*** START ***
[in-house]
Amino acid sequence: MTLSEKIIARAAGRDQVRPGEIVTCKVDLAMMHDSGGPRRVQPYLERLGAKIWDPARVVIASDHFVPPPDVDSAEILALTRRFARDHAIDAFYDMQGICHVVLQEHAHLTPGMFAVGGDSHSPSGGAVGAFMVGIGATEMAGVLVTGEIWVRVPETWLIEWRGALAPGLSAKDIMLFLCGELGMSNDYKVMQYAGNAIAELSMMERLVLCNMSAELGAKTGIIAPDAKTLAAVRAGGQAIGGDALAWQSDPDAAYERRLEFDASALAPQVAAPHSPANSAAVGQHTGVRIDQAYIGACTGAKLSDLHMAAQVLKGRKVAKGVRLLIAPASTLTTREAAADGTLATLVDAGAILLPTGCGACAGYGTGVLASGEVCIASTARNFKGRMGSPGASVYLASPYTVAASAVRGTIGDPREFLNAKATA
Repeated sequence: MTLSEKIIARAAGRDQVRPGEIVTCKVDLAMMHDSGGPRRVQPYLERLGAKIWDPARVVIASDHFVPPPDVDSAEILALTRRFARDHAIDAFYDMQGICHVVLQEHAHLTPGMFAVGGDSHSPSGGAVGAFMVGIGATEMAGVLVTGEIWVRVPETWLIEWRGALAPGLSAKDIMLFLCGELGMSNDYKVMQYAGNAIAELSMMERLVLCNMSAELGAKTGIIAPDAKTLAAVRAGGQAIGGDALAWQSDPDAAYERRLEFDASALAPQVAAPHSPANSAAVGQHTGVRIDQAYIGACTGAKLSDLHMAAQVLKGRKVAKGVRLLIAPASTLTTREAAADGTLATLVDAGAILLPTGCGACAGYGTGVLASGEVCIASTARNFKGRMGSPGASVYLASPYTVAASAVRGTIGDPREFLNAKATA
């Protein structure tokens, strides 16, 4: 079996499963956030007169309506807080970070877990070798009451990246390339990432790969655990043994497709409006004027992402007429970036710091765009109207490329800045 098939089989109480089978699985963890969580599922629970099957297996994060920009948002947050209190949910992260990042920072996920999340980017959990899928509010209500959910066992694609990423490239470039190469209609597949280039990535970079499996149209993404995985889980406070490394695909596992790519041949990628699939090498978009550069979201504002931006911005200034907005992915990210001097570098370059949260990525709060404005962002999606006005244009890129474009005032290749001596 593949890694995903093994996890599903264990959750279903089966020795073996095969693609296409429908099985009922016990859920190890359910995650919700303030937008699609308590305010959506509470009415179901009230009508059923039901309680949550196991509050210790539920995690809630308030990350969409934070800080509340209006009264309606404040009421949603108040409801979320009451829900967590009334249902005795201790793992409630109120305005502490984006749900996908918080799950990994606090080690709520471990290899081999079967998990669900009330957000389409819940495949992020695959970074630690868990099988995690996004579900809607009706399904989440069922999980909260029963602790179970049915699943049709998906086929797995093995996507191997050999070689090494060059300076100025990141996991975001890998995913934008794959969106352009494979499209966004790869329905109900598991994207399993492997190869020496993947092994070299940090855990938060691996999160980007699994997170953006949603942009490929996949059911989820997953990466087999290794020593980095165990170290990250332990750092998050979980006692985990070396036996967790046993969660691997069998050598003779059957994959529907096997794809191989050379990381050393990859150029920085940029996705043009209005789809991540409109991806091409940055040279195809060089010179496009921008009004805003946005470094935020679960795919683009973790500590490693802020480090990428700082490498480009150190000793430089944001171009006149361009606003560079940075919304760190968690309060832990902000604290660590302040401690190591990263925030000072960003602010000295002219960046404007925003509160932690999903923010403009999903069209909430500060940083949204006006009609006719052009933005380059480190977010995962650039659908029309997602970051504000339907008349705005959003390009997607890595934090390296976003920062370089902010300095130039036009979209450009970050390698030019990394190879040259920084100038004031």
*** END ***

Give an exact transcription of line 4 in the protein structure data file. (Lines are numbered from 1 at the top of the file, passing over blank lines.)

């Protein structure tokens, strides 16, 4: 079996499963956030007169309506807080970070877990070798009451990246390339990432790969655990043994497709409006004027992402007429970036710091765009109207490329800045 098939089989109480089978699985963890969580599922629970099957297996994060920009948002947050209190949910992260990042920072996920999340980017959990899928509010209500959910066992694609990423490239470039190469209609597949280039990535970079499996149209993404995985889980406070490394695909596992790519041949990628699939090498978009550069979201504002931006911005200034907005992915990210001097570098370059949260990525709060404005962002999606006005244009890129474009005032290749001596 593949890694995903093994996890599903264990959750279903089966020795073996095969693609296409429908099985009922016990859920190890359910995650919700303030937008699609308590305010959506509470009415179901009230009508059923039901309680949550196991509050210790539920995690809630308030990350969409934070800080509340209006009264309606404040009421949603108040409801979320009451829900967590009334249902005795201790793992409630109120305005502490984006749900996908918080799950990994606090080690709520471990290899081999079967998990669900009330957000389409819940495949992020695959970074630690868990099988995690996004579900809607009706399904989440069922999980909260029963602790179970049915699943049709998906086929797995093995996507191997050999070689090494060059300076100025990141996991975001890998995913934008794959969106352009494979499209966004790869329905109900598991994207399993492997190869020496993947092994070299940090855990938060691996999160980007699994997170953006949603942009490929996949059911989820997953990466087999290794020593980095165990170290990250332990750092998050979980006692985990070396036996967790046993969660691997069998050598003779059957994959529907096997794809191989050379990381050393990859150029920085940029996705043009209005789809991540409109991806091409940055040279195809060089010179496009921008009004805003946005470094935020679960795919683009973790500590490693802020480090990428700082490498480009150190000793430089944001171009006149361009606003560079940075919304760190968690309060832990902000604290660590302040401690190591990263925030000072960003602010000295002219960046404007925003509160932690999903923010403009999903069209909430500060940083949204006006009609006719052009933005380059480190977010995962650039659908029309997602970051504000339907008349705005959003390009997607890595934090390296976003920062370089902010300095130039036009979209450009970050390698030019990394190879040259920084100038004031």